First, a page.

Last week was do or die for the Tennessee Volunteers season. A loss to Kentucky would’ve taken them out of SEC East title contention completely, and a win meant their dream of reaching Atlanta and the SEC Championship game was still alive.
Quarterback Josh Dobbs did most of the heavy lifting, leading the Vols in both passing yards and rushing yards. However, the most impressive run of the game for Tennessee came from the feet of their playmaking running back, Alvin Kamara — who ended the game with 128 yards on 10 carries, which computed to a 12.8 yards-per-carry average.
In the play above, we go back in time to when the game was 42-22 in the Vols’ favor with a little more than seven minutes left to play. The setup for Kamara’s game-sealing 29-yard run was a pretty standard look from Tennessee. The formation showed the quarterback, Dobbs, in the shotgun, even with the running back, Kamara, to indicate an option play. Then, from there, they used three receivers and a tight end a step behind the line of scrimmage.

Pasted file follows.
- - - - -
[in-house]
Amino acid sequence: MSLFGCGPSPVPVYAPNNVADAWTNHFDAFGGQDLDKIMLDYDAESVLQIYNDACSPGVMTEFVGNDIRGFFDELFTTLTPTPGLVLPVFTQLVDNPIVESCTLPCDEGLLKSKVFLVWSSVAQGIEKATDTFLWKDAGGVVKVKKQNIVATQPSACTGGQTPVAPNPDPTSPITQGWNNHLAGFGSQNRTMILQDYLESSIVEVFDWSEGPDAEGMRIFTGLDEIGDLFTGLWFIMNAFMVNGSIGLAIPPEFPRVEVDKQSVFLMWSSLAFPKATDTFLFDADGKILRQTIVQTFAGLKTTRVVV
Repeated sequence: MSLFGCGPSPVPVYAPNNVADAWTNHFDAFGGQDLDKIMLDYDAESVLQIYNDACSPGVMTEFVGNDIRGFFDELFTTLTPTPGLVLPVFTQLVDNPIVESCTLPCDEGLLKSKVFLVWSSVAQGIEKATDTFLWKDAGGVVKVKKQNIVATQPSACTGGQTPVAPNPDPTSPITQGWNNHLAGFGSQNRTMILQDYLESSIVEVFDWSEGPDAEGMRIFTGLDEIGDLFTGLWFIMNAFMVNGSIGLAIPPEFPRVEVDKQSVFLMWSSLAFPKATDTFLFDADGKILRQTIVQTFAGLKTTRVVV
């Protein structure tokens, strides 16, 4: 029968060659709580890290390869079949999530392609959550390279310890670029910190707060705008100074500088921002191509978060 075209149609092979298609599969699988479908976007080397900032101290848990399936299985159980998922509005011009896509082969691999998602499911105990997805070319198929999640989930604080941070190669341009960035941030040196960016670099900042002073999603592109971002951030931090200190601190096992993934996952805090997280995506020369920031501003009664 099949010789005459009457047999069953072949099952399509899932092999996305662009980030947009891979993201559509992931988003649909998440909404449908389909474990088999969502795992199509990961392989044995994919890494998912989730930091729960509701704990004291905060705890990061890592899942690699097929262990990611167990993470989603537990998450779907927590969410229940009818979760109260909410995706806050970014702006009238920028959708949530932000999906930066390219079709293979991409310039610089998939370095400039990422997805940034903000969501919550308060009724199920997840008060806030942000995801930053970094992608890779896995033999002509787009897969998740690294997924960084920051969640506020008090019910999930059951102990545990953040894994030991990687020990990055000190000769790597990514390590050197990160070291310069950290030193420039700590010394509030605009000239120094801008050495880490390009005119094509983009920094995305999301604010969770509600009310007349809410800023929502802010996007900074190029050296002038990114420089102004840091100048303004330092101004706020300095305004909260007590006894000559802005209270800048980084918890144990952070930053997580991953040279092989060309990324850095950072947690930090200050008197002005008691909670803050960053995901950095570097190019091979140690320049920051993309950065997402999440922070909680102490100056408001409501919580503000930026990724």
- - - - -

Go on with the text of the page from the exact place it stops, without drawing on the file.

At the snap, the play revealed that it was a read-option by design — though the design was heavily favored for Kamara to receive the handoff. The key component in this play is actually what happened with the tight end. As the offensive line began to all block toward the left as a unit, the tight end was busy moving to the right. After leaving the far defensive lineman on the right unblocked on purpose, the tight end swooped over and contained him with the extra time the Vols knew they would have due to the play being emphasized to the left. That meant the left guard was then free to take on a block at the second level. This is called a split-zone blocking scheme (the offensive line goes one way, the delayed tight end block goes the other).
In the final screenshot, we saw the left guard make his way up to block the linebacker. With all of the other defenders blocked and accounted for, that left Kamara with the open running lane.
Though it did take a great cut and excellent burst from Kamara to weave his way into the end zone, I’m going to have to give this play a scheme label because of how well it was designed by the offensive coordinator, and how well it was executed by his blockers. This is a scheme Tennessee had a lot of success with last year. The Vols just haven’t been able to make it as effective this season.